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Russians Could Be Offered Draft Deferments for Defense Industry Work

The Russian government is considering doubling wages and issuing draft deferments for promising young workers to take jobs in the military-industrial complex amid a buildup of Russia's military strength, Industry and Trade Minister Denis Manturov said Tuesday.

"At the end of last year the average wage at enterprises in the military-industrial complex increased by 36 percent, and by 2020 this figure should be doubled," Manturov was quoted by news agency RIA Novosti as saying at a government meeting.

The increase comes at a time when Russia's economic recession and soaring inflation are driving average real wages down. Average defense industry wages after last year's increase are 35,000 rubles a month ($560) — 1,200 rubles ($60) above the national average.

The economic crisis has forced the government to cut federal budget spending sharply, but defense has so far been spared, shielding the defense industry from the heat of recession.

Russia is in the middle of a huge rearmament program that only became more important to Moscow as Russia's clash with the West over Ukraine flared last year.

But even if the military-industrial complex does not have to cope with lost revenues from the state, it is still struggling to overcome two decades of industrial and workforce decay.

The government is already investing in modernizing defense production facilities, but Manturov said the biggest problem now is the lack of qualified workers, low wages and poor housing.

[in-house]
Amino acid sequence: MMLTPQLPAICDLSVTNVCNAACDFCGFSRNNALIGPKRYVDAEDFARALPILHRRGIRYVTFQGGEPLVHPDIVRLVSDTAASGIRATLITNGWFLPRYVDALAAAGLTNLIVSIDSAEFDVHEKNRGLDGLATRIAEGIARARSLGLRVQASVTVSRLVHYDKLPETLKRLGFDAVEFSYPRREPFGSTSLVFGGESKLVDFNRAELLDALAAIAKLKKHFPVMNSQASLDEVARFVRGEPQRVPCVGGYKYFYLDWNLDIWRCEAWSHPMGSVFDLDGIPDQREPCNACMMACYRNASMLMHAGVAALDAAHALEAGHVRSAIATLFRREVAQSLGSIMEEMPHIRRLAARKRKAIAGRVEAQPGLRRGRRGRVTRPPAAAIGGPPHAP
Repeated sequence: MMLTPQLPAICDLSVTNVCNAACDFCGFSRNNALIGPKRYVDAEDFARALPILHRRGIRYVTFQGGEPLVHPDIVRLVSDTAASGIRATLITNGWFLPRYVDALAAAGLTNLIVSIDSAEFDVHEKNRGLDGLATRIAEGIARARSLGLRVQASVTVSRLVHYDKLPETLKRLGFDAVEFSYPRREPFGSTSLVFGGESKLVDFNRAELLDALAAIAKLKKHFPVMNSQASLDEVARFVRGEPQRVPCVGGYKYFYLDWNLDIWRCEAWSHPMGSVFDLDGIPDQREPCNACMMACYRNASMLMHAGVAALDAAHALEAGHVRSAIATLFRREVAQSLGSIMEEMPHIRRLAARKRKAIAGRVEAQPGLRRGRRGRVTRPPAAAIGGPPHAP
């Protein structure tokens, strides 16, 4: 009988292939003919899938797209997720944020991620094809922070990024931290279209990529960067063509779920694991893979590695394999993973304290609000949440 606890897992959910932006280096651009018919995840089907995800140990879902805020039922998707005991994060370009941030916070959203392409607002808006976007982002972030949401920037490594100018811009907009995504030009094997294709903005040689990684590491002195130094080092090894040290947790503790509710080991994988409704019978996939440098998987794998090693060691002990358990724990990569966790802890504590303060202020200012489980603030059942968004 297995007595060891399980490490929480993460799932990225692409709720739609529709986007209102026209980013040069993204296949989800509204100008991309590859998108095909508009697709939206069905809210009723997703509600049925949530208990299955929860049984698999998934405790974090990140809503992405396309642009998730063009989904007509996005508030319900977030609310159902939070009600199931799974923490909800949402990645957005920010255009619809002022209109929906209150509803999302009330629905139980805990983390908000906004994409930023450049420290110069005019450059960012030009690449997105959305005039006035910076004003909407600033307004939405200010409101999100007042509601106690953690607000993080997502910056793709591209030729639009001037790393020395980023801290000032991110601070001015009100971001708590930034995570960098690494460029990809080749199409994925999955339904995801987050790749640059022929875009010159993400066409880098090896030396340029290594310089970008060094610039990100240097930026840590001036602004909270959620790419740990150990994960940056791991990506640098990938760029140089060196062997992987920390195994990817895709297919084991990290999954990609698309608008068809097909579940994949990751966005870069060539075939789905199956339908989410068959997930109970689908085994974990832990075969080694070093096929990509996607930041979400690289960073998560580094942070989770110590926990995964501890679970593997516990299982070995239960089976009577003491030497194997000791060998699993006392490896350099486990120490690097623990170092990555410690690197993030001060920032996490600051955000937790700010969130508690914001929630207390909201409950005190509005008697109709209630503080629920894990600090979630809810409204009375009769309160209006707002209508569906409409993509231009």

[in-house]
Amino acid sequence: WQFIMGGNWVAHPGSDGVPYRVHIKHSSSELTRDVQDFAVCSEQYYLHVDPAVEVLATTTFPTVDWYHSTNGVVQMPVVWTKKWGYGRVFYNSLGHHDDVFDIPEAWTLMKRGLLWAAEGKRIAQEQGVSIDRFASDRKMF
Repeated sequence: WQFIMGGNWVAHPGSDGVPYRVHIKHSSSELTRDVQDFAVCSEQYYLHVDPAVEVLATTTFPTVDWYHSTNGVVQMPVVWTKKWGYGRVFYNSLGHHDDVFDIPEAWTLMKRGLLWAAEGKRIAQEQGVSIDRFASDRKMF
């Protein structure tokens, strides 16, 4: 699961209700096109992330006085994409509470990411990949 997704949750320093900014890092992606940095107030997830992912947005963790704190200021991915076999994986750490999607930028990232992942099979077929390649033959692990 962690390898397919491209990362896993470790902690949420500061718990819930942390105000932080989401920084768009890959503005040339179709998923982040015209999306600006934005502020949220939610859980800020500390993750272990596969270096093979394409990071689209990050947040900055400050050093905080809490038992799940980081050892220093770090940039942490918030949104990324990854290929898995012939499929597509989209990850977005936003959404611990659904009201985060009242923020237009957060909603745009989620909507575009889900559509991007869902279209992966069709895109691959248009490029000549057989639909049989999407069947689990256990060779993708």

To remedy the situation, Manturov on Tuesday proposed incentives for Russia's best and brightest to take jobs in one of Russia's 1,339 defense firms, such as higher wages, housing loans and five-year military draft deferments.

Deputy Prime Minister Dmitry Rogozin said the Defense Ministry would benefit from the draft deferments by gaining better-qualified conscripts with industry experience.

Rogozin used the example of Sevmash, Russia's largest military shipbuilder. If a young man was called into service after working on building a new nuclear submarine, "it would be logical if he served on this submarine," he said.

Rogozin also suggested that defense enterprises use extra space near their facilities to construct new and modern housing for their employees — a characteristically Soviet practice of workforce management.

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